A year ago I'd never have imagined I'd be a property owner. I'm very glad I did it - I think my purchase was a sensible one - but I'm not excited about it as perhaps I should be. That word has been used by various relatives in the past week: "How exciting!", "You must be so excited to have bought a house!" But really I'm not. I'm relieved, I think I've made a good financial decision, and it will be "nice" to have my own space, but that's about it. It does bother me that excitement is an emotion largely consigned to the past. Is it the job or the drugs, or both?

Tonight we'll be going to the Caroline Bay Carnival for New Year's Eve. I'll probably be forced to sit through a concert with music from Barry Manilow or Daniel O'Donnell before throwing a few dollars at the chocolate wheel.

Friday, December 30, 2011


A few months ago my cousin said that Jan Cameron doesn't get enough credit for founding Kathmandu, a successful outdoor clothing company. I wholeheartedly agree with her. Walk down any Wellington street between April and November and you'll see that a big black Kathmandu puffer jacket is almost compulsory attire. You do see other brands but Kathmandu - who admittedly picked a excellent name, evoking images of trekking through the Himalayas - is clearly the dominant force. Their market penetration is impressive it must be said. And why does everyone need to dress like they're about to scale K2 anyway when it's a positively balmy 15 degrees?

Kathmandu have a BIG 60% OFF SALE! on right now. I'm actually not certain about that, but given that they have such a sale virtually all the time, and it is just after Christmas, it's a fairly safe assumption. They have a store almost opposite my office. I did pop in there once to see what I was missing. Big black jackets were reduced from $649.90 to $259.90, or something like that, but they were still well above what I was prepared to pay for them. I suppose most people are paying for the brand. That makes no sense to me. If I'm going to be a walking billboard for you, shouldn't you be paying me?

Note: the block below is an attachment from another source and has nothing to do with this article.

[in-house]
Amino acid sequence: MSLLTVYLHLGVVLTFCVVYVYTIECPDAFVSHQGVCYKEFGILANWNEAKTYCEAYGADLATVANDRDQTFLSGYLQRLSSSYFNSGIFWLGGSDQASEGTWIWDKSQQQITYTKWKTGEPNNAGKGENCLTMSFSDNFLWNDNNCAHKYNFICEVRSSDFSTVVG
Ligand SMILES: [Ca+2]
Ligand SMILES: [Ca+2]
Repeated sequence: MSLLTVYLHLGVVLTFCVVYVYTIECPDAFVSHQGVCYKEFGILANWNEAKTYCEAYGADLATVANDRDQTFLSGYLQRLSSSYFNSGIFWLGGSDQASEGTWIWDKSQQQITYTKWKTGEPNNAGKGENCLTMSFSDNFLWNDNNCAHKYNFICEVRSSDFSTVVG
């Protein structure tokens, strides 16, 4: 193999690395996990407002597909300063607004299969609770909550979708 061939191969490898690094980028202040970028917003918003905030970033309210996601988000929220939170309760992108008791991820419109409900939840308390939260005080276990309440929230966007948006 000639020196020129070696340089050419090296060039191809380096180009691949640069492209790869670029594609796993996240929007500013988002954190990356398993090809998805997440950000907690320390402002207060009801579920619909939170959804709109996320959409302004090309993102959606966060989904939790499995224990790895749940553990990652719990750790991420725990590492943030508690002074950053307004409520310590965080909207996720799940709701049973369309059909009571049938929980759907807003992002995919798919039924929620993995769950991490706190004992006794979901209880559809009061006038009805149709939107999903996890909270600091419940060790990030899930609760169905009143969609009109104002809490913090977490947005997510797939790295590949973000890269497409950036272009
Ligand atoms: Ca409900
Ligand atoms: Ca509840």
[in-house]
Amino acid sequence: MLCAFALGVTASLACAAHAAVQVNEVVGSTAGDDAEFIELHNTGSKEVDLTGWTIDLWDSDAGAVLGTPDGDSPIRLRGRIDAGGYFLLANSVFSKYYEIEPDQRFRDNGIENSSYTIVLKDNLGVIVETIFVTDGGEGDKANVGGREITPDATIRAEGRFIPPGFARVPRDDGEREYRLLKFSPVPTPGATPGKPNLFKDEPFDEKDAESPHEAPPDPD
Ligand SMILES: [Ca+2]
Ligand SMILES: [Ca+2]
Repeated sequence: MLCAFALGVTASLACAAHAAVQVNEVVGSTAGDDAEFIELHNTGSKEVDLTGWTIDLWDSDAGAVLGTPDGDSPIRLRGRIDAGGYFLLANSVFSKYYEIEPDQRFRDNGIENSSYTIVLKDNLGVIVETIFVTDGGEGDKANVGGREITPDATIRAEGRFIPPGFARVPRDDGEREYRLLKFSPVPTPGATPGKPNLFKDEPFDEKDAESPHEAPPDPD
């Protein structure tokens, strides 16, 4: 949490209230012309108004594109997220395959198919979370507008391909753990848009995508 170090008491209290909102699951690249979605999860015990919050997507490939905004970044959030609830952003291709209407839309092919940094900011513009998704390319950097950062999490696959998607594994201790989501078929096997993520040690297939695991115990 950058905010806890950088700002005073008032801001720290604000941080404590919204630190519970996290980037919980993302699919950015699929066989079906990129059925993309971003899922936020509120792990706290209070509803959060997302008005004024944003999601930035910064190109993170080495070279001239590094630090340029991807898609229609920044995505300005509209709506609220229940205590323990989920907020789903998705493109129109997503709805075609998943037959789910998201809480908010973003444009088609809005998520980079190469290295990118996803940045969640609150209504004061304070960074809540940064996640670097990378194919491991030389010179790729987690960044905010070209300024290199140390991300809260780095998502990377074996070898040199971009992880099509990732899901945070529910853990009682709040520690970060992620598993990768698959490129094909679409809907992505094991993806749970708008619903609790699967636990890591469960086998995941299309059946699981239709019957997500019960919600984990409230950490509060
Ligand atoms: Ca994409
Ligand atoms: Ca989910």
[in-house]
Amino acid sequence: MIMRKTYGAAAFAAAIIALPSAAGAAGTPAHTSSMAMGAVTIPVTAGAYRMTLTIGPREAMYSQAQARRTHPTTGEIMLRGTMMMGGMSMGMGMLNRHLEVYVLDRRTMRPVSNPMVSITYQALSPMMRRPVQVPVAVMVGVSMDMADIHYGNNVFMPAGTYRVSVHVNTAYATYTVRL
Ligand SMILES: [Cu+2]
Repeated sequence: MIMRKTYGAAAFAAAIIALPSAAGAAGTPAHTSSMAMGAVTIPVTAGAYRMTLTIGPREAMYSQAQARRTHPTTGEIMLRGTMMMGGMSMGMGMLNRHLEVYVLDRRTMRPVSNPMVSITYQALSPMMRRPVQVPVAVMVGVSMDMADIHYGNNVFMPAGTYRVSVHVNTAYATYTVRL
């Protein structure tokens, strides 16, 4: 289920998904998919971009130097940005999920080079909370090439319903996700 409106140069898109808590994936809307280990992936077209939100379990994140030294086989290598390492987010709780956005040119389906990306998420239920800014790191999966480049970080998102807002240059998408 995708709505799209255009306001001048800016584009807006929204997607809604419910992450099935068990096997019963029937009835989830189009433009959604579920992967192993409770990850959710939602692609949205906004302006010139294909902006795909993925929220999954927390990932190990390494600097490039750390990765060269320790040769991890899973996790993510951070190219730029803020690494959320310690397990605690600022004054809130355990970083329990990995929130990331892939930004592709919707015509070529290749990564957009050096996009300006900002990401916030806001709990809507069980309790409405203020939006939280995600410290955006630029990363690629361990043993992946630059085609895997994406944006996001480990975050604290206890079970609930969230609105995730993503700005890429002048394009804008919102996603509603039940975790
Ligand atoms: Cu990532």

It's amazing how susceptible people are to advertising, branding, pricing, the shopping experience and everything that goes with that. I like to think I'm immune to branding but of course I'm not quite. I'd think twice before buying a Yang Song car, mainly because the brand name would be unknown to me so I wouldn't trust it. But I'm less susceptible than most and feel qualified enough to provide some anti-consumption tips:

1. If you think it's a rip-off at two hundred and something, the fact that it's reduced from six hundred and something doesn't make it any less of a rip-off.

2. If you have to buy A to get B free, then B isn't free at all.

3. It doesn't matter whether it's $39, $39.90 or $39.99. It's forty bucks.

4. Those ads where you can buy make-up "worth $250" for the special price of $50. If it was really worth $250 they wouldn't be selling it so cheaply.

5. There's nothing wrong with loyalty cards, so long as you don't change your spending patterns to pick up more points, which is of course what the shops are trying to get you to do.

6. Are you still at school? If so, it might be worth buying one or two brand-name items, if you (or your parents) can afford it, to fit in with the other kids. Otherwise be yourself and save some money.

After telling Mum I wanted to join a tramping club in the new year, you can imagine what she bought me for Christmas. Not one but two items from Krapmandu, sorry, Kathmandu: a thermal shirt and a lightweight waterproof jackety thing that folds up to occupy the same amount of space as your undies. Handy for trekking and despite my misgivings about the company I will wear them.


For the last few months I've been meaning to post some handy money-saving tips. Christmas - well, one Christmas present in particular, served to remind me of this. But in this post I'd like to write about my catch-up with Phil before it all slips from my mind. My next post will be on the subject of money-saving I promise.